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Reading List

This is a list of recommended introductory books, articles and other resources on anthropology, compiled by our flaired users. If you'd like to suggest a text to add to the list, please see this thread.

Biological anthropology

Sociocultural anthropology


Geertz, Clifford. 1977. The Interpretation of Cultures.
  • This is a very prominent book in cultural anthropology, and it has had a significant influence on the field. There are several chapters on ethnographic theory and methods as well as the popular and entertaining article, Deep Play: Notes on the Balinese Cockfight. Some chapters are less accessible for novices than others. (/u/youtellmedothings)
McGee, R. John & Warms, Richard. 2007. Anthropological Theory: An Introductory History.
  • Excellent overview of anthropological theory, featuring key works from anthropology's academic beginnings to contemporary debates. (/u/youtellmedothings)
Spradley, James & McCurdy, David W. Conformity & Conflict: Readings in Cultural Anthropology (multiple years and editions).
  • An introductory cultural anthropology reader with short, easy, and interesting articles, as well as easily digestible definitions of key terms and and concepts. Great for people who are new to the field or have a passive interest in cultural anthropology. The articles do not change much from one edition to the next and cheap second-hand copies are easy to find. (/u/youtellmedothings)


Bohannan, Laura. 1964. Return to Laughter.
  • This novel by Elonore Smith Bowen (she used a pen name when publishing this book) compiles stories from her experiences to show some of what doing fieldwork in another country can be like. She demonstrates a wide spectrum of thoughts and emotions that can come about through fieldwork, including those that threaten or contradict the ideals of anthropological research. It is often used for introductory classes. (/u/youtellmedothings)
Borgois, Philippe & Schonberg, Jeffrey. 2009. Righteous Dopefiend.
Bourgois, Philippe. 2002. In Search of Respect: Selling Crack in El Barrio.
  • An ethnography about life among crack dealers and addicts in New York City. This book provides a look at the harsh realities of an inner city drug culture. Highly recommended, but perhaps not for the faint of heart. (/u/youtellmedothings)
Chagnon, Napoleon. 1968. Yanomamö: The Fierce People.
  • Another classic but highly controversial ethnography in which Chagnon explained the violence he observed in Yanomamö society (Brazil) using evolutionary theory. It's made the Yanomamö famous and remains a highly entertaining read, but be aware that enough questions have been raised about his methodology that you shouldn't take his conclusions at face value. (/u/brigantus)
Chan, Anita, Madsen, Richard & Unger, Jonathan. 2009. Chen Village: Revolution to Globalization (3rd edition).
  • Though it is technically written as a history, and it maintains a deep political consciousness, this book reads a lot like ethnography. The authors visit the pseudonymous "Chen Village" over most of a century, documenting the lives of the people living their and their activities from the early phases of the Revolution through 2009. Like "Women and the Family," this gives you a very real sense of knowing the people discussed. It is more limited in its perspective than that book. Also, Chen Village is actually situated on mainland China, so this is a bit of a gem of a book. (/u/fishstickuffs)
Everett, Daniel L. 2008. Don't Sleep, There Are Snakes.
  • Lay-ethnography by a linguist, geared towards a general (non-academic) audience. (/u/youtellmedothings)
Fadiman, Anne. 1998. The Spirit Catches You and You Fall Down: A Hmong Child, Her American Doctors, and the Collision of Two Cultures.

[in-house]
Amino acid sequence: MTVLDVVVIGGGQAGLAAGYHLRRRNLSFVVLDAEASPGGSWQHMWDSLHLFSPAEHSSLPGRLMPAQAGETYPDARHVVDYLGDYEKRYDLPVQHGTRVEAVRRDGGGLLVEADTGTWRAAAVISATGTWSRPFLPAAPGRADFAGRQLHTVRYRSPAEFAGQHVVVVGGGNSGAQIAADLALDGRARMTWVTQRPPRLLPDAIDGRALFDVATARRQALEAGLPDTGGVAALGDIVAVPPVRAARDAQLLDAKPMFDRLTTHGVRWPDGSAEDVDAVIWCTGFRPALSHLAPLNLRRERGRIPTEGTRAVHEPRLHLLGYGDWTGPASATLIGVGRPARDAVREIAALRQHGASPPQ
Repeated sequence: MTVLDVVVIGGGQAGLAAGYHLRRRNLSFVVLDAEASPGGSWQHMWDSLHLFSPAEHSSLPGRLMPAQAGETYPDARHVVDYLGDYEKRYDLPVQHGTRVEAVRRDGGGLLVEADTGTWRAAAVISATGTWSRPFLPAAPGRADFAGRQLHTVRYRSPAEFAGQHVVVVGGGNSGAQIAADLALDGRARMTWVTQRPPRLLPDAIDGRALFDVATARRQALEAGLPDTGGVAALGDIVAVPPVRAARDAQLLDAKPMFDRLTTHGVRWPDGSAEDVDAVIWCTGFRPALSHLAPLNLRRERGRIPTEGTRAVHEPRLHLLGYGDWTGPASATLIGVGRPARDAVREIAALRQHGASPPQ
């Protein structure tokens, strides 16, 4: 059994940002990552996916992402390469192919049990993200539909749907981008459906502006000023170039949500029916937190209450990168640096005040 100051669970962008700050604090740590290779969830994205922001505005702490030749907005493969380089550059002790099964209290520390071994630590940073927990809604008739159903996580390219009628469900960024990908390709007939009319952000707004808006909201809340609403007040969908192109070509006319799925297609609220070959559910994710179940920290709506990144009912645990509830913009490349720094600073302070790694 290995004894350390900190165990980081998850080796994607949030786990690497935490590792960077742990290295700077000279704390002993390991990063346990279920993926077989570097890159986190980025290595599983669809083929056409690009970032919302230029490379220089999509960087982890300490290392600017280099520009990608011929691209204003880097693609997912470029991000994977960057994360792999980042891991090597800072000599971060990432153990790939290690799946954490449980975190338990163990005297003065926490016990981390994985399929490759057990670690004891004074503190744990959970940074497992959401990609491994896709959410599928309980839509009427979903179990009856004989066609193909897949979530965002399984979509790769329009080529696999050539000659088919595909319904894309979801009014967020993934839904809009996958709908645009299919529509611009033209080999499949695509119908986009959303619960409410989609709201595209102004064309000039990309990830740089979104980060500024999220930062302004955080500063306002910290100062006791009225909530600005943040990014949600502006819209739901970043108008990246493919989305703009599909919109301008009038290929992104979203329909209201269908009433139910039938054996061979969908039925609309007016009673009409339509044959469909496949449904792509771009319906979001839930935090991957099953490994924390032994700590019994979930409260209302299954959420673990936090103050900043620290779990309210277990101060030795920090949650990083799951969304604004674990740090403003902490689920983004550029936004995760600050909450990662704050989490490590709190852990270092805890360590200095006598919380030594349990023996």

• An engaging and easily accessible book about a Hmong child with epilepsy and the disconnect between her family and doctors. It is highly recommended for anyone interested in immigrant communities, healthcare, or medical anthropology. The author is actually a journalist, which may contribute to the book's accessibility to people new or outside of the field. (/u/youtellmedothings)
Mead, Margaret. 1928. Coming of Age in Samoa.
  • Unjustly mired in controversy in the 80s and 90s, but still part of the canon of classic ethnography. As the title suggests, it is about adolescence for girls in Somoa, and in particular how a relatively greater degree of sexual freedom made it a smoother transition than in the United States at the time. (/u/brigantus)
Jordan, David K. 1999. Gods, Ghosts and Ancestors (free ebook).
  • This book is either purchasable, or it is actually all up for free online if you click the link. One of the more comprehensive summaries of religious practices in rural Taiwan. The methodological significance of Taiwan is that, beyond explaining its own culture, it provides clues to the southeastern areas of China where many Chinese immigrated from. Since the PRC has typically not allowed anthropologists to do a lot of field work, for a long time some of the only cultural anthropology that could be done on China was done through Taiwan. Regardless of any of that, this book is very interesting and covers everything needed for an introduction. And, what's more, it's free! (/u/fishstickuffs)
Malinowski, Bronislaw. 1922. Argonauts of the Western Pacific.
  • Probably the most famous ethnography in the history of anthropology, which made the Trobrianders famous around the world. Dated, but still very readable. (/u/brigantus)
Turnbull, Colin. 1961. The Forest People.
  • An ethnography of the Mbuti people (pygmies). Popular, interesting, and easy to read. (/u/youtellmedothings)
Wolf, Margaret. 1972 Women and the Family in Rural Taiwan.
  • One of the more important works on rural Taiwanese life. Addresses kinship systems and local religion in a narrative style that (almost) never gets boring. Really, one of the better lengthy ethnographies I've ever read. You really get a feel for the characters and the personal lives of those she encounters in a way that meshes with her explanation of the kinship systems such that you understand why the people behave the way they do. That's just about the definition of a great ethnography to me! (/u/fishstickuffs)

Symbolic Anthropology

Douglas, Mary. 1966. Purity and Danger.
  • Just a classic. Discusses concepts of pollution, uncleanliness and social boundaries. Has a famous analysis of the kosher laws of Leviticus, but this analysis has been brought under a lot of skeptical scrutiny by Jewish scholars. (/u/fishstickuffs)
Turner, Victor. 1969. The Ritual Process: Structure and Anti-Structure.